After reading R.S.'s books, I was pretty relaxed while we were on our trip because I took precautions (we didn't keep anything in our pockets, used twist ties to secure the zipper on our daypack when in crowded tourists areas, and of course used a money belt). It's a good thing, because we saw every single scam Rick mentions. We watched pickpocketers working the crowd under the Eiffel Tower, were asked to sign petitions at least a dozen times, were offered a "found" gold ring on our way to the Orsay (we almost burst out laughing), were offered Metro tickets by a shady guy in Rome, and were purposely shortchanged several times by small shop owners in Italy (they give you your paper currency change and then pause--they wait for you to ask for the coins and then act as though it was an innocent mistake). I thought we were awesome until we got home and found some useless Italian lire coins in our leftover money. . . somebody got us when we were tired! :)
Those Lire aren't useless, they're a souvenir you can't get any more.
And a story to tell. Yeah, we also were prepared thanks to Rick, and saw so many of the scams. The only one we didn't get was the gold ring. Tons of petitions, the friendship bracelet tried on my seven-year-old at Sacre Coeur (thank goodness I was fast), a couple of the "You speak English? I need help!" by people who just weren't trying hard enough to look desperate. (we were in the middle of massive numbers of English speakers, and we were the lucky ones?) Thanks, Rick!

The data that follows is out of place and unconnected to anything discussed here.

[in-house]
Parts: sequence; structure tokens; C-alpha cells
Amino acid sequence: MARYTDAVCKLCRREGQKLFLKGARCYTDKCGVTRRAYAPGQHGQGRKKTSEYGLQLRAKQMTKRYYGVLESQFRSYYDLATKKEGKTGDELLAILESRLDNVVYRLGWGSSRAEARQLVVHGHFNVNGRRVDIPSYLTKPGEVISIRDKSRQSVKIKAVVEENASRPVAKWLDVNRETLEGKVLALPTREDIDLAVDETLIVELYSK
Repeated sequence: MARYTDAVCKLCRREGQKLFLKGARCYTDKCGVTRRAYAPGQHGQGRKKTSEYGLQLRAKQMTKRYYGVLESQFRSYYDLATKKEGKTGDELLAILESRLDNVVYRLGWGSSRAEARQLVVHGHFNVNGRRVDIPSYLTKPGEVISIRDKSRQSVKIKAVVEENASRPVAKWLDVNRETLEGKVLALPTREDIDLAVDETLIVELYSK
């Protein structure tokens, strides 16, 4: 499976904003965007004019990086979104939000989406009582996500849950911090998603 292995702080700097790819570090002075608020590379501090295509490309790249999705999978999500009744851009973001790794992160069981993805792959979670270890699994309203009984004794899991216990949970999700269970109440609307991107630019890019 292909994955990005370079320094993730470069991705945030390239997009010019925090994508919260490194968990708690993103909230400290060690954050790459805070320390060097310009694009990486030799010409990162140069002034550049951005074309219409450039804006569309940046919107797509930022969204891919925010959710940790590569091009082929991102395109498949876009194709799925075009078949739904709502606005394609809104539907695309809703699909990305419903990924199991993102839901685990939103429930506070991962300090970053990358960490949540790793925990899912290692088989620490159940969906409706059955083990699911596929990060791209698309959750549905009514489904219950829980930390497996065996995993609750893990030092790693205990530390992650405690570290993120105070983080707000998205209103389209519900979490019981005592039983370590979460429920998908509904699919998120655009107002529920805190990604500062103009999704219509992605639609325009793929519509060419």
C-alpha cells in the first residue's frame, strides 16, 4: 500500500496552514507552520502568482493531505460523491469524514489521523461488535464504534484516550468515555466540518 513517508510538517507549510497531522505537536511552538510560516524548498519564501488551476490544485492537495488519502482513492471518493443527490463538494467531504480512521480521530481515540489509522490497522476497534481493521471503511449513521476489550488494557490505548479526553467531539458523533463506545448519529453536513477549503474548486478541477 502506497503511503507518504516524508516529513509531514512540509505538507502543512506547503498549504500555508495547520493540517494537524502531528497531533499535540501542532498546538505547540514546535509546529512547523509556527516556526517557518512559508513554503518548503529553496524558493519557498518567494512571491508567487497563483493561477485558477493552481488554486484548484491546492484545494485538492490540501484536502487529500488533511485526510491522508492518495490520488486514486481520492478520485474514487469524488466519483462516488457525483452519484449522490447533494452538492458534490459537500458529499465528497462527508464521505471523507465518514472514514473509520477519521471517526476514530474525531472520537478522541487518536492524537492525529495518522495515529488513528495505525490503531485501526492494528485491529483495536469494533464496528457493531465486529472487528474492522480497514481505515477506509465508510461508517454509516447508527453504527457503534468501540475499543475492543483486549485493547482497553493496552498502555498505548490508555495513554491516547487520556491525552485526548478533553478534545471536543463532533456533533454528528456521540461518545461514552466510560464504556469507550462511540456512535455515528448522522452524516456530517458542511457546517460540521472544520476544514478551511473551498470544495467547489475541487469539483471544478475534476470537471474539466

In Flemish speaking Belgium, we were given a Turkish lire coin for change instead of a Euro coin which it resembles. The shop keeper got us, but with such good beer we can forgive.
It's really that bad?
Not that bad, if you know what to watch out for.
It was surprising to me how many scams we encountered, but it's not bad at all if you do your research before you go. If you do, then it's almost amusing to watch the thieves attempt to get you. I felt 100% safe everywhere we went and was relaxed because I knew we were not targets. Just read your Rick Steves and be confident. Knowlege is a powerful thing!
After reading RS books and heeding the numerous warning signs in tourist areas warning of pickpockets (like the signs in the major museums) we were cautious and safe (and wore a moneybelt, of course). Only time I was taken by surprize was I was approached by a deaf (was she really?) young woman near the Louvre to sign her petition and donate to her cause. Maybe it was the deafness and not wanting to be rude, but I didn't brush her off as I did with any others that got in my personal space and made me worry. Afterward I just felt stupid that I wasn't more cautious.
Several of the people who asked us to sign petitions were "deaf," so I doubt she was. We watched some petitioners carefully at one point and did not see any pickpocketing. So what's their scam? Do they just try to get people to donate money?
Cindy, you got taken , she wasn't deaf and its a known scam. Oh well. Do keep in mind France ( and other Europeon countries) are not third world countries, the deaf or blind are eligible for social welfare programs,, so these girls and their stupid phoney petitions are such a scam. BTW,, What was the petition for, no one really asks, lol , and btw, in most countries I know of petition signatures only count if they are of residents and citizens, not tourists.. think about it,,